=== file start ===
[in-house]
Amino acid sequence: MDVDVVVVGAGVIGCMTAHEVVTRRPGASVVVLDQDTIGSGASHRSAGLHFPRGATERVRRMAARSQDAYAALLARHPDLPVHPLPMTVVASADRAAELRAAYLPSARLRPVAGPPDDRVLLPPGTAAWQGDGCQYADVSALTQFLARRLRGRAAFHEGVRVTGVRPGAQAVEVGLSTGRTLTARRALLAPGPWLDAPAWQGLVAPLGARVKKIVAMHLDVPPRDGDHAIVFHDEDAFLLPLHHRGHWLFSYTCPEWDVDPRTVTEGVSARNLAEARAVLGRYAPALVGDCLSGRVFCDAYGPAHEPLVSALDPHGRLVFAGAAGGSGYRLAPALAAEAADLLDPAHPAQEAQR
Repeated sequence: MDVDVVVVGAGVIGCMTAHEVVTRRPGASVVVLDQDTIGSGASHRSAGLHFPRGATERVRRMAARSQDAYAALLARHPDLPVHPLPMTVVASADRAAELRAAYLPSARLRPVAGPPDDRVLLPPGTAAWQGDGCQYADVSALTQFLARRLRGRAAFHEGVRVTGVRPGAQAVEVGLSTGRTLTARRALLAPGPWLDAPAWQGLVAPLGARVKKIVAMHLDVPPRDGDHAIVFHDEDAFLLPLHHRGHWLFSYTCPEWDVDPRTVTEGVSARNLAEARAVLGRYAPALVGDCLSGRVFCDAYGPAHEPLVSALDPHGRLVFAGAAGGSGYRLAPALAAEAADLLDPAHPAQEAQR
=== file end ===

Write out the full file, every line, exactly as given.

[in-house]
Amino acid sequence: MDVDVVVVGAGVIGCMTAHEVVTRRPGASVVVLDQDTIGSGASHRSAGLHFPRGATERVRRMAARSQDAYAALLARHPDLPVHPLPMTVVASADRAAELRAAYLPSARLRPVAGPPDDRVLLPPGTAAWQGDGCQYADVSALTQFLARRLRGRAAFHEGVRVTGVRPGAQAVEVGLSTGRTLTARRALLAPGPWLDAPAWQGLVAPLGARVKKIVAMHLDVPPRDGDHAIVFHDEDAFLLPLHHRGHWLFSYTCPEWDVDPRTVTEGVSARNLAEARAVLGRYAPALVGDCLSGRVFCDAYGPAHEPLVSALDPHGRLVFAGAAGGSGYRLAPALAAEAADLLDPAHPAQEAQR
Repeated sequence: MDVDVVVVGAGVIGCMTAHEVVTRRPGASVVVLDQDTIGSGASHRSAGLHFPRGATERVRRMAARSQDAYAALLARHPDLPVHPLPMTVVASADRAAELRAAYLPSARLRPVAGPPDDRVLLPPGTAAWQGDGCQYADVSALTQFLARRLRGRAAFHEGVRVTGVRPGAQAVEVGLSTGRTLTARRALLAPGPWLDAPAWQGLVAPLGARVKKIVAMHLDVPPRDGDHAIVFHDEDAFLLPLHHRGHWLFSYTCPEWDVDPRTVTEGVSARNLAEARAVLGRYAPALVGDCLSGRVFCDAYGPAHEPLVSALDPHGRLVFAGAAGGSGYRLAPALAAEAADLLDPAHPAQEAQR